5 Best National Parks and National Forests in Washington State (2023)
When it comes to nature, its wonders, and its vastness, Washington State is truly at one of the top positions. Though it has only a countable National Parks and National Forests, each one of them is truly the best in the world. Washington State has only 3 National Park and about 9 National Forests in total. However, the diversity of landscapes amongst them will leave you impressed and surprised to no end. While exploring them all, you will find everything from active volcanoes, accessible hot springs, alpine lakes, lush rainforests, glacier mountains, healthy river valleys, lakes, rivers, waterfalls, and healthy wildlife.
The beauty, serenity, and tranquillity of Washington’s wilderness are such that you will not forget them for the rest of your life once you see them. And since recreational and adventure options here are truly endless, both your virtual desires and physical fun opportunities would go back fully satisfied. Are you still waiting?
5 Best National Parks and National Forests in Washington State
Find out the most popular and must-visit National Parks and National Forests in Washington State.
1. Mount Rainier National Park
Unarguably the most iconic National Park in Washington, the Mount Rainier National Park is truly divine. It is home to the popular Mount Rainier peak, which is also an active volcano. Since it is at 14,410 feet above sea level, it is the highest point in the entire National Park and Washington State as well. The park spreads over 369 square miles, which include woodlands, glaciers, peaks, and 260 miles of hiking trails. Regardless of the season, spring, summer, fall, and winter, there is something that appeals to visitors of different interests here.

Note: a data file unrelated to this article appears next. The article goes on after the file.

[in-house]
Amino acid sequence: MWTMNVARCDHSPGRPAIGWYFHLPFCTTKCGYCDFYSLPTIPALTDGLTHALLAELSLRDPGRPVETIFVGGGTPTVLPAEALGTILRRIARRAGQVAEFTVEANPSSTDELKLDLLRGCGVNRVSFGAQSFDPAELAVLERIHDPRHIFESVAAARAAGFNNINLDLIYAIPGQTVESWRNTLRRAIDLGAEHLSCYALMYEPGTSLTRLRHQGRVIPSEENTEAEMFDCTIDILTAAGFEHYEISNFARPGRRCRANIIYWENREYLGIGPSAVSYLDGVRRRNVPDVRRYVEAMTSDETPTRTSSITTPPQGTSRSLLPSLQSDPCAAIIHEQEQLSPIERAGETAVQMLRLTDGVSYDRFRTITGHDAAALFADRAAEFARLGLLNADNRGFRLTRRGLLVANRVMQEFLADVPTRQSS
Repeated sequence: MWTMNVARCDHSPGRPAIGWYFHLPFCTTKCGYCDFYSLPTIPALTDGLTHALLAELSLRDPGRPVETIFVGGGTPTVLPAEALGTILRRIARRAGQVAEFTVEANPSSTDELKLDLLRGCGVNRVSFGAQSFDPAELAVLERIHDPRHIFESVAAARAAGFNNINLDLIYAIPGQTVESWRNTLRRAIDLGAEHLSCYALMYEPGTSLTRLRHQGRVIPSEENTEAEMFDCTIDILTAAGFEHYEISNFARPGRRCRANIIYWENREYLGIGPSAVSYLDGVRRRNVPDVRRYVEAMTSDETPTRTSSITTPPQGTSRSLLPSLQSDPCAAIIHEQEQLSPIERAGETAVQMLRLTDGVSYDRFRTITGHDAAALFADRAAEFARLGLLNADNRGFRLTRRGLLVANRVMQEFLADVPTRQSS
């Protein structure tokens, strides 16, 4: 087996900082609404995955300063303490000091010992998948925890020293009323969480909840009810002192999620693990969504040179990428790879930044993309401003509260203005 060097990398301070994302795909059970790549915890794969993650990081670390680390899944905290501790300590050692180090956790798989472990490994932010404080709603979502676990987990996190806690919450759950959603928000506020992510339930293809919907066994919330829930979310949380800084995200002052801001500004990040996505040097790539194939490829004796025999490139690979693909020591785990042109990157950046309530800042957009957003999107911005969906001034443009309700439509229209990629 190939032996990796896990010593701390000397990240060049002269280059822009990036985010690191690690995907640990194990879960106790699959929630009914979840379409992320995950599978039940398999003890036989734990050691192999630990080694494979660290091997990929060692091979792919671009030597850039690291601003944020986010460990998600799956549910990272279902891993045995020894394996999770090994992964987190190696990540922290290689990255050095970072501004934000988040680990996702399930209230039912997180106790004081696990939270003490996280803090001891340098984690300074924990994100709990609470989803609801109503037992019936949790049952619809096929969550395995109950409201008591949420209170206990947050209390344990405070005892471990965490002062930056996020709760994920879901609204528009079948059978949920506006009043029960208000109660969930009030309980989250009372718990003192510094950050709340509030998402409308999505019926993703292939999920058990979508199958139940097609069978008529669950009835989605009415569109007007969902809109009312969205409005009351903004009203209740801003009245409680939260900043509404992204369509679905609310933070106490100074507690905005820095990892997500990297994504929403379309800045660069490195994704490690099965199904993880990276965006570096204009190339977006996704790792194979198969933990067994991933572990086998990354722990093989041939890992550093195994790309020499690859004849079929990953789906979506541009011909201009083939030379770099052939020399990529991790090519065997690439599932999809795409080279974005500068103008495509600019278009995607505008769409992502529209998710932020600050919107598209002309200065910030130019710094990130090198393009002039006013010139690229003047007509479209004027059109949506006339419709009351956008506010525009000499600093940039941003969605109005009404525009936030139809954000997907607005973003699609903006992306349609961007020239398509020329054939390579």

The best point to explore here is the visitors centre at 6400 feet. It is also the highest driving point from the base and is famous for its amazing sunrise and Mount Rainier views. Even if it is still summer, visitors can admire snow on the Rainier peak. Other popular attractions within the park include the Paradise Area, the Wonderland Trail, the Skyline Loop Trail, and Naches Peak Loop. Since the National Park also facilitates designated and primitive camping, visitors can stay overnight.
2. Mt. Baker-Snoqualmie National Forest
Mt. Baker-Snoqualmie is a national forest that you cannot miss visiting in Washington State. It is between the Canadian border and Mt. Rainier National Park on the west of the Cascade Mountains. The forest is spread over 140 miles along the slope of Cascade and is known for its magnificent landscapes. Though its geography is widely expanded, it is prominently known for housing the 10,781-foot-tall Mount Baker. This scenic mountain has an impressive summit and is also home to Washington’s famous Winterland, the Mount Baker Ski Area. However, that’s not enough. The National Forest is also home to Stevens Pass, Crystal Mountain, and The Summit at Snoqualmie, the best Ski resort in Washington.
Mt. Baker-Snoqualmie National Forest houses maximum glaciers and snowfields anywhere outside Alaska. Though don’t confuse it with being a winter-only destination. During summers, there is so much to enjoy, including hiking, cycling, biking, climbing, horse-riding, fishing, camping, and more. The National Forest is also popular for its scenic roads, and visitors love driving through them. Some most scenic routes here include the Mather Memorial Parkway, though every road has a distinctive postcard view to it.